Peace Psychology, War Prevention: Coping with Psychological Elements

Psychological insights into the study of foreign policy have largely been ignored during past years and only recently have they been gaining importance. This cold and avoidant attitude could have been due to various reasons such as: scepticism regarding the relevance of psychological theories and/or evidence; the feeling that it would not lead to a much more substantial understanding of foreign policy; the problem of linking beliefs to foreign policy actions; and, obviously, various methodological problems. In fact, it has been argued by different parties that the relevant literature in psychology has emerged from the artificial setting of a laboratory using subjects who, in some respects, are quite unlike foreign policy officials (Geva & Skorick, 2003). There has been a belief that approaches centring on cognitions and perceptions (not to talk about emotions) of even the highest-ranking leaders are unlikely to extend our understanding of foreign policy in any significant way. Bureaucratic politics model literature emphasises the notion that intragovernmental dispute arises from parochial interests and not from genuine intellectual differences (Oppenheim, 1984).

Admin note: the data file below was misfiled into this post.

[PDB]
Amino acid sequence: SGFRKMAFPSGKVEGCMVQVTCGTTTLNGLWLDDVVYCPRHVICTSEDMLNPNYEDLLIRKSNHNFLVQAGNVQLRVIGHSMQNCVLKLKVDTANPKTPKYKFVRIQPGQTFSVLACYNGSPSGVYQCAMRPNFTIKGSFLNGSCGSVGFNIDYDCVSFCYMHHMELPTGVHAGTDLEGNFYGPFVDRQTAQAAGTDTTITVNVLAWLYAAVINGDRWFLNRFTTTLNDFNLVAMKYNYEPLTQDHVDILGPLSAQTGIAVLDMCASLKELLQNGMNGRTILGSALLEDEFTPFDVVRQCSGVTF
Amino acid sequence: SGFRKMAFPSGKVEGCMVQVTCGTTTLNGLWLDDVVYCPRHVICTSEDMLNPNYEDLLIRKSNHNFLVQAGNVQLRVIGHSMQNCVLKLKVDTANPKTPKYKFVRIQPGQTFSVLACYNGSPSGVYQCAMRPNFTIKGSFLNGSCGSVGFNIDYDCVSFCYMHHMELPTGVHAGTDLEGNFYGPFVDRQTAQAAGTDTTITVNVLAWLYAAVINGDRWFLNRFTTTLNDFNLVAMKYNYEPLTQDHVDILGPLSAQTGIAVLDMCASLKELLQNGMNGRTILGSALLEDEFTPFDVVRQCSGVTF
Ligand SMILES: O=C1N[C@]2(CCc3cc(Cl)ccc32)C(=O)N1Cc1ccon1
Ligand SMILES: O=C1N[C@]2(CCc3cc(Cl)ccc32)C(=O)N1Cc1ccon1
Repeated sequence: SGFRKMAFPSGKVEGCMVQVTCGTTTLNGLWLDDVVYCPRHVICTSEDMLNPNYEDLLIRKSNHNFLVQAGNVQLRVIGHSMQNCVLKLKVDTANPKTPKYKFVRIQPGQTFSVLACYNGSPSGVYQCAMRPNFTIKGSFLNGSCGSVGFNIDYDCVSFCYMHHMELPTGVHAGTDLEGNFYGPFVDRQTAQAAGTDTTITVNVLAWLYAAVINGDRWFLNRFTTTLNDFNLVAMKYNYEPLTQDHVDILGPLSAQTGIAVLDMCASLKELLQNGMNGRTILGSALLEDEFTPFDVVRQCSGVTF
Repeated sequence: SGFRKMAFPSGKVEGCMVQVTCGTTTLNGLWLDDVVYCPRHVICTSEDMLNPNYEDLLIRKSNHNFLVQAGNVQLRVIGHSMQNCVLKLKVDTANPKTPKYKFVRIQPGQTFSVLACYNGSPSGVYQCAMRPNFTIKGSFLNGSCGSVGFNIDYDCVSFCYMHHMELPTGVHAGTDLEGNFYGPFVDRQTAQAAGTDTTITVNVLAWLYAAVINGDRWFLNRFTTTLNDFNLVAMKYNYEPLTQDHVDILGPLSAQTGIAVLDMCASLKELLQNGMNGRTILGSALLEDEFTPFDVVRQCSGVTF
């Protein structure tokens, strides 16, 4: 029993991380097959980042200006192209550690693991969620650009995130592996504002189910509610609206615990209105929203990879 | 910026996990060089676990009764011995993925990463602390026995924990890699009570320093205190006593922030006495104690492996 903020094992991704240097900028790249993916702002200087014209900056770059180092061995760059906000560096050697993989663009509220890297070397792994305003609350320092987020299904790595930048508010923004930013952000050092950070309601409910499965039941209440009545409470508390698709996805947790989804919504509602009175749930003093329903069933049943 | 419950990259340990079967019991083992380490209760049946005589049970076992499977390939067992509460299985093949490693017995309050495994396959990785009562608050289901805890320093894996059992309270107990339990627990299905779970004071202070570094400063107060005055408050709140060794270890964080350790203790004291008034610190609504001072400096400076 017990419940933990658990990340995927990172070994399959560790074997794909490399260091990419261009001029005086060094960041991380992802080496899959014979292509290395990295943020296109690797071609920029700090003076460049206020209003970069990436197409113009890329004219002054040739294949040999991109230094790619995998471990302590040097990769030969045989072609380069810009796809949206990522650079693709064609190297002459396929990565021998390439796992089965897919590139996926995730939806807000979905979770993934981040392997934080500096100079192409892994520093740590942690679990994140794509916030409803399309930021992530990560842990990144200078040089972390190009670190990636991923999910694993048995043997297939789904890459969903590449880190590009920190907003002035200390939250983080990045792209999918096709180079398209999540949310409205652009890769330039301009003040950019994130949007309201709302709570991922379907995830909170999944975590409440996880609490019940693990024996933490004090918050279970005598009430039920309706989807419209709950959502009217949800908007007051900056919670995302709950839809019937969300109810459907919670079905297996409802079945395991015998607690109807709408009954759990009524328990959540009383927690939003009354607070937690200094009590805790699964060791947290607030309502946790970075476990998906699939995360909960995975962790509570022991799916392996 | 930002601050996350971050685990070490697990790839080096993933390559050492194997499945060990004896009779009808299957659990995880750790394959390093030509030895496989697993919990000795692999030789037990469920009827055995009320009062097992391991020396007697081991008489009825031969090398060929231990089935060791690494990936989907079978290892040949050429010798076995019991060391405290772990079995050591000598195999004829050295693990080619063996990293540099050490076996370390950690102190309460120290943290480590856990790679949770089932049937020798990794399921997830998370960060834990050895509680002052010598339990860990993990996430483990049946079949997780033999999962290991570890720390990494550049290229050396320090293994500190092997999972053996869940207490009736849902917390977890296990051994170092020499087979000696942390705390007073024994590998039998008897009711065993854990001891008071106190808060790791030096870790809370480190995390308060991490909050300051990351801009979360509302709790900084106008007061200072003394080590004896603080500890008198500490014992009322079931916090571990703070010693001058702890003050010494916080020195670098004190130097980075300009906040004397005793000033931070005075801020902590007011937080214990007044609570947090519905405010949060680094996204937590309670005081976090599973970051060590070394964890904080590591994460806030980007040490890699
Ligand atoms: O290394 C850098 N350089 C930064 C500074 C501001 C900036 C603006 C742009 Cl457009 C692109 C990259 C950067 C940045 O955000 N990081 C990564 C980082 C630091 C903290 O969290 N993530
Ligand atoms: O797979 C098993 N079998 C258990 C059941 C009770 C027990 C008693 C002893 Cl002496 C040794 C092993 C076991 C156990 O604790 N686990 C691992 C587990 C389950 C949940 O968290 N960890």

Foreign Policy Cognitive Distortion Communication Failure Dysfunctional Belief International Crisis 
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© Springer Science+Business Media, LLC 2008

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